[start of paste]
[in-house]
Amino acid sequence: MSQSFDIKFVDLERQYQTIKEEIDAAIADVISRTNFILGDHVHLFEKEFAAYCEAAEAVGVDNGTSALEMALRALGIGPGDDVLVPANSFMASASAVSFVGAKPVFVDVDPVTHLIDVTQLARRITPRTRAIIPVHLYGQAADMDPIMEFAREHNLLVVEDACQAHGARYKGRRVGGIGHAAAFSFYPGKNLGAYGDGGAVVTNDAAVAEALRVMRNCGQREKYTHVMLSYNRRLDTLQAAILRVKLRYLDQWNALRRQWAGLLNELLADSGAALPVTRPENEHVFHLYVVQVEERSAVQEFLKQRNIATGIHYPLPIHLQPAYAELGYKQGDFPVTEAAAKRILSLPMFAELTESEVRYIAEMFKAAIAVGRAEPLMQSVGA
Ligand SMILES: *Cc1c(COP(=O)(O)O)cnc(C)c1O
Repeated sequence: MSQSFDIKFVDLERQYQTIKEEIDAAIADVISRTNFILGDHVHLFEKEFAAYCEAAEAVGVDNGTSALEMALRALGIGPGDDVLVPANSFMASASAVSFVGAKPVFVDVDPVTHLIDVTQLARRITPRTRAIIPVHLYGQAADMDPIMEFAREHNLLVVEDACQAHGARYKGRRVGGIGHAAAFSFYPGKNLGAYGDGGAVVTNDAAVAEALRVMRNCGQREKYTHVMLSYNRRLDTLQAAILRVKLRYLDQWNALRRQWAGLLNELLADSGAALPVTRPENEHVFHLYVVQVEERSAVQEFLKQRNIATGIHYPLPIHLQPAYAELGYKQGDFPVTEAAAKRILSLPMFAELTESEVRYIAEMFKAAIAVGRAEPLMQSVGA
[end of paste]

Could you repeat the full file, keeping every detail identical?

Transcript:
[in-house]
Amino acid sequence: MSQSFDIKFVDLERQYQTIKEEIDAAIADVISRTNFILGDHVHLFEKEFAAYCEAAEAVGVDNGTSALEMALRALGIGPGDDVLVPANSFMASASAVSFVGAKPVFVDVDPVTHLIDVTQLARRITPRTRAIIPVHLYGQAADMDPIMEFAREHNLLVVEDACQAHGARYKGRRVGGIGHAAAFSFYPGKNLGAYGDGGAVVTNDAAVAEALRVMRNCGQREKYTHVMLSYNRRLDTLQAAILRVKLRYLDQWNALRRQWAGLLNELLADSGAALPVTRPENEHVFHLYVVQVEERSAVQEFLKQRNIATGIHYPLPIHLQPAYAELGYKQGDFPVTEAAAKRILSLPMFAELTESEVRYIAEMFKAAIAVGRAEPLMQSVGA
Ligand SMILES: *Cc1c(COP(=O)(O)O)cnc(C)c1O
Repeated sequence: MSQSFDIKFVDLERQYQTIKEEIDAAIADVISRTNFILGDHVHLFEKEFAAYCEAAEAVGVDNGTSALEMALRALGIGPGDDVLVPANSFMASASAVSFVGAKPVFVDVDPVTHLIDVTQLARRITPRTRAIIPVHLYGQAADMDPIMEFAREHNLLVVEDACQAHGARYKGRRVGGIGHAAAFSFYPGKNLGAYGDGGAVVTNDAAVAEALRVMRNCGQREKYTHVMLSYNRRLDTLQAAILRVKLRYLDQWNALRRQWAGLLNELLADSGAALPVTRPENEHVFHLYVVQVEERSAVQEFLKQRNIATGIHYPLPIHLQPAYAELGYKQGDFPVTEAAAKRILSLPMFAELTESEVRYIAEMFKAAIAVGRAEPLMQSVGA